Paralysis by analysis?

This is the ‘webTAG’ manual – all 650 double sided pages of it! It’s one of the hurdles that PTE transport schemes have to vault if they are to get the go-ahead from Whitehall. It’s become part of a wider debate about whether we are getting better at appraising things than we are at doing things? About whether appraisal and process is becoming a mini-industry itself? and to what extent is DfT imposed process getting in the way of decisions that should be made locally and for which decision makers should be locally accountable. The text of an article pteg submitted to Local Transport Today 544 (30th April) explores the issue in more detail…

As the strategic transport planning bodies for the city regions pteg believes it is essential that there is a consistent and comprehensive system for promoters and funders to assess transport schemes on a comparable basis. Whether they be highways or public transport schemes, or measures such as smarter choices.  This is why pteg has worked closely over the past decade with the Department for Transport on the development of NATA. It’s right that NATA should also develop to make the best of new modelling and appraisal techniques and that it should be amended so that the appraisal framework captures current priorities. The debate in these pages on the future of NATA is therefore timely.

Although the NATA framework ensures the BCR is presented within the Appraisal Summary Table, pteg still has a concern regarding the level of influence given to the scheme BCR (Benefit Cost Ratio) in decision making. It should be remembered that all BCRs will be calculated on a range of assumptions and caveats and some costs and benefits are captured with more certainty that others. Because of this, pteg believes that the BCR should be used to aid decision making alongside a broader qualitative and quantitative assessment of a scheme’s impacts, rather than simply being used as the principal criteria to make a decision.

Promoters are required to spend significant resources building increasingly complex and large forecasting models in order to meet WebTAG and NATA criteria. There is an important debate to be had as to whether this results in better decisions, especially when as part of the approvals process, the Department calculates its own ‘DfT adjusted’ scheme BCR. It is this ‘DfT adjusted’ BCR that forms the advice to Ministers and does not necessarily reflect the costly modelling work which was undertaken by Promoters. We’re also concerned that the ‘DfT adjusted’ BCR, nor the rationale behind it, is also not readily available to scheme promoters.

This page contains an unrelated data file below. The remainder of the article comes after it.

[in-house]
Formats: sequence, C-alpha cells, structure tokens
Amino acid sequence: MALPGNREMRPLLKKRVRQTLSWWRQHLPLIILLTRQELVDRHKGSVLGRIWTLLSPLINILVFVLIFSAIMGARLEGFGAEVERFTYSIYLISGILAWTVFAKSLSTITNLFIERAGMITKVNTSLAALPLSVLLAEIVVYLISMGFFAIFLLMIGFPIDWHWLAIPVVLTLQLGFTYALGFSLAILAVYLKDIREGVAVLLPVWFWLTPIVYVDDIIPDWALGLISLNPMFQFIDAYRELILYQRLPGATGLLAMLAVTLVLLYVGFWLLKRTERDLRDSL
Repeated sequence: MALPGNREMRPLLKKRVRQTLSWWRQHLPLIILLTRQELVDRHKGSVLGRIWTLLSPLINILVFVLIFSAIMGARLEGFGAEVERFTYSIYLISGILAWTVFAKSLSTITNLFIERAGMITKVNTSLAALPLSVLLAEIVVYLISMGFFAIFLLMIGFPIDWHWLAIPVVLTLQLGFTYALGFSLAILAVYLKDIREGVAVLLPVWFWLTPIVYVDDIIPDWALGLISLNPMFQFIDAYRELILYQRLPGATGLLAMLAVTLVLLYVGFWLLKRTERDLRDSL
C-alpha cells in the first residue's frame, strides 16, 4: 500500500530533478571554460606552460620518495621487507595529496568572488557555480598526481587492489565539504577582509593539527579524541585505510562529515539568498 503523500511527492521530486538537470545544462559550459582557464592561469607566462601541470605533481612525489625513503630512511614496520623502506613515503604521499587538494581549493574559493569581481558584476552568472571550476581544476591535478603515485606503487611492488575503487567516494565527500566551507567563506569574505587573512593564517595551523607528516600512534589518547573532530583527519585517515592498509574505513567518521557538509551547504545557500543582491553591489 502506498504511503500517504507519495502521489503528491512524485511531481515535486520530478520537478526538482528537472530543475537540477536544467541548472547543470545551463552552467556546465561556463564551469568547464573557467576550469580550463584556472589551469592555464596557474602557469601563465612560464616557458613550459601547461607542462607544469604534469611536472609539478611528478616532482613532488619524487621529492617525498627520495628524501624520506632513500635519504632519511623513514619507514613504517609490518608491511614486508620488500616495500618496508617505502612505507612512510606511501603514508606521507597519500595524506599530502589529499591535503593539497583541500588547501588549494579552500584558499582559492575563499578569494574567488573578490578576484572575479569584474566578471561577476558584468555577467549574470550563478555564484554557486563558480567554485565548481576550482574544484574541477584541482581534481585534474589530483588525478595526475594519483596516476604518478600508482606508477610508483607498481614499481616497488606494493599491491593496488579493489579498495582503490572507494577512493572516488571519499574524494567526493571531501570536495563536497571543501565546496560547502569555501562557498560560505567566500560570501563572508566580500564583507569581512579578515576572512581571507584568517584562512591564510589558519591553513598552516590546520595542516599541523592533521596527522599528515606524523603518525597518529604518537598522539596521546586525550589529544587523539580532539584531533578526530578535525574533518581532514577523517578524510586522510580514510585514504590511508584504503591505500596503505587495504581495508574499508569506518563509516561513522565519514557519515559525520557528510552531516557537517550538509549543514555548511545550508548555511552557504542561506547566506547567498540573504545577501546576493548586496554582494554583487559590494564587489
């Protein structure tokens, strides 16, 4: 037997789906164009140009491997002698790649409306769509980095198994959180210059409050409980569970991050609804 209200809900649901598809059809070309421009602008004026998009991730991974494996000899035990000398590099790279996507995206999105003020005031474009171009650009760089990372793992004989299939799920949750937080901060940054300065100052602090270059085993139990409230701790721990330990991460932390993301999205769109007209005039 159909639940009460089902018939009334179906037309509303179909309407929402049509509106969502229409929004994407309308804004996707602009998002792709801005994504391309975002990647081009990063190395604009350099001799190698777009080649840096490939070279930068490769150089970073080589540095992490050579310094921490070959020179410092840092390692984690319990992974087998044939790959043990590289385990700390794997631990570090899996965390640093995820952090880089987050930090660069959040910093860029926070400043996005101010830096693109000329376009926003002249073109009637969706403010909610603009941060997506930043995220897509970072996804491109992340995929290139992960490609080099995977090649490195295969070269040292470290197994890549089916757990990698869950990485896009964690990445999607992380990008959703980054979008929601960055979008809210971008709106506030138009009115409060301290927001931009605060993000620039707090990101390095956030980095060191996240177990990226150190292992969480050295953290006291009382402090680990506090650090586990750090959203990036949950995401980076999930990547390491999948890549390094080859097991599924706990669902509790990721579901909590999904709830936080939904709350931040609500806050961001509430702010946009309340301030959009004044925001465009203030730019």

Responding to the Department’s recent consultation, pteg  highlighted a number of key themes which the Department for Transport should follow when reviewing NATA:

  • Proportionality with scheme complexity

Ensure that there is greater proportionality between appraisal effort and scheme capital cost through the greater formalisation of a light touch approach. A light touch approach would only be beneficial if it reduced the promoter development costs and shortened project development timescales, thereby increasing the number of schemes delivered. pteg believes that the current approach falls well short of this goal.

 

  • Making guidance transparent and easy to use

pteg believes that much of the modelling guidance provided in WebTAG and NATA guidance is too onerous and unnecessarily complex. In other sectors, decisions are made on other public sector investments without the level of modelling work required by the DfT.

  • Linking with wider initiatives

Integrate DfT Major Scheme guidance within the NATA/WebTAG guidance in order to provide greater alignment between DaSTS, LTP3 and Regional Funding Allocation systems. There also needs to be clearer guidance in development of rail schemes which cross over between GRIP and Major Scheme processes. As part of this a light touch GRIP approach would be useful for developing some rail scheme proposals.

It’s important to emphasise again that pteg supports the principle of NATA. Our concerns are around the detail of its application.  Fundamentally though, while NATA has been incredibly beneficial in improving the information provided to decision makers, NATA has not helped to resolve the inequalities in the levels of capital spending between the English regions and London. Appraisal using NATA shows the benefits to the economy and the environment that will be delivered by investing in transport in the regions. But, the £500m London Victoria Station proposals which is just one of many huge investments in the Capital is equivalent to the total 5 year spend for the entire Yorkshire & Humber Region in the Regional Funding Allocation. This huge disparity will increase further if the Treasury cuts the funds available for transport investment in the Regions.